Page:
The Washington Post

New workforce development center opens in Northeast Washington

Students Tawana Rose, left, and Maral Balayan, prepare food for the opening reception at Carlos Rosario International Public Charter School in Northeast. (Jeffrey MacMillan/For The Washington Post)

The Carlos Rosario International Public Charter School on Wednesday opened a 50,000-square-foot workforce development campus in Northeast Washington, an expansion that allows the adult education center to provide job training to more low-income District residents.

The new facility will serve more than 500 students on any given day. And like Carlos Rosario’s existing school on Harvard Street NW, it will focus on serving immigrant students.

Allison Kokkoros, the school’s chief academic officer, said the programs at the center have been carefully designed with an eye toward economic realities: They want to prepare students for jobs that are in high demand in the Washington area and to focus on fields where there is room for students to advance up a career ladder and eventually earn higher wages.

With those conditions top of mind, they’ve concentrated their efforts on three programs: culinary arts, health care and information technology support.

“We are always asking the question: Are we aligned with what employers need?” Kokkoros said.

To achieve that synergy, Carlos Rosario created corporate advisory boards for each of its programs. The boards are comprised of experts and employers in that sector who offer guidance about what skills are most critical.

One clear instance of the boards’ influence is “The Bistro,” a room in the culinary arts space that is set up like a restaurant. Employers said they increasingly wanted back-of-house staff to be able to perform front-of-house tasks in a pinch. So now, in addition to learning knifework and other food preparation skills in the state-of-the-art kitchen, culinary students must practice skills such as serving wine or taking dinner orders.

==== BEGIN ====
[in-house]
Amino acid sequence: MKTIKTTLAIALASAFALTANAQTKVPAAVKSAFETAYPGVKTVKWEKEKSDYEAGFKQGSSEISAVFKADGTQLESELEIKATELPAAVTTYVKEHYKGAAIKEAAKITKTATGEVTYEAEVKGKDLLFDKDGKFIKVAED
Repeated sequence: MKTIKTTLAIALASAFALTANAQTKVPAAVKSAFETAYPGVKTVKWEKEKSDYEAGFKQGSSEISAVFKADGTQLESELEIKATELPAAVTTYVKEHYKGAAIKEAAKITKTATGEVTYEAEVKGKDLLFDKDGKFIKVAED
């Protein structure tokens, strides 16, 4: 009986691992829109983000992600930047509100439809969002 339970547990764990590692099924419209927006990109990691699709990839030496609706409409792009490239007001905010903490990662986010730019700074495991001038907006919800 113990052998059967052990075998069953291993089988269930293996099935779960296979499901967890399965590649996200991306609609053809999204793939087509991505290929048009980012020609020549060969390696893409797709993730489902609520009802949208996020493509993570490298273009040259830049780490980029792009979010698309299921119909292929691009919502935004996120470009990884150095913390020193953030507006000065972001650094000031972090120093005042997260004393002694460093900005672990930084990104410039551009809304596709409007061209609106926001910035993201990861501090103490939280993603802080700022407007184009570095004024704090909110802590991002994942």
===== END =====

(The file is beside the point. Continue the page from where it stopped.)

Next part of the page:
Students at Carlos Rosario often face dual challenges: Not only are they trying to learn a new career, they are often trying to learn English. The school aims to support its students through all steps of that process.

Fredy Reyes, for example, first came to Carlos Rosario in 2009 when he arrived in the United States from Cuba. He didn’t speak English, but the school helped him find work as a dishwasher at Chipotle. As he moved through the school’s English language program, he was promoted at Chipotle to cashier, manager and finally general manager. Now, he’s taking classes at Carlos Rosario’s new facility to train for a nurse’s aide certification.

“I got everything I need here,” Reyes said.

With the opening of the campus in Northeast, school leaders say they plan to keep their most basic orientation classes and literacy classes at the Harvard Street school. The new facility, known as the Sonia Gutierrez campus, will house the job training programs and more intermediate language classes.

Jorge Delgado, the principal of the new school, said Carlos Rosario uses a highly data-driven approach to assessing the outcomes of the programs. For example, the school tracks whether its students pass a certification test or get placed in a job, and it follows up with them over time to see if they are able to hang on to that position or advance to a more skilled one.

Data, too, will continue to shape Carlos Rosario’s course offerings.

“If we find there’s another area where there’s demand, we turn on a dime,” Kokkoros said.

Sarah Halzack is The Washington Post's national retail reporter. She has previously covered the local job market and the business of talent and hiring. She has also served as a Web producer for business and economic news.



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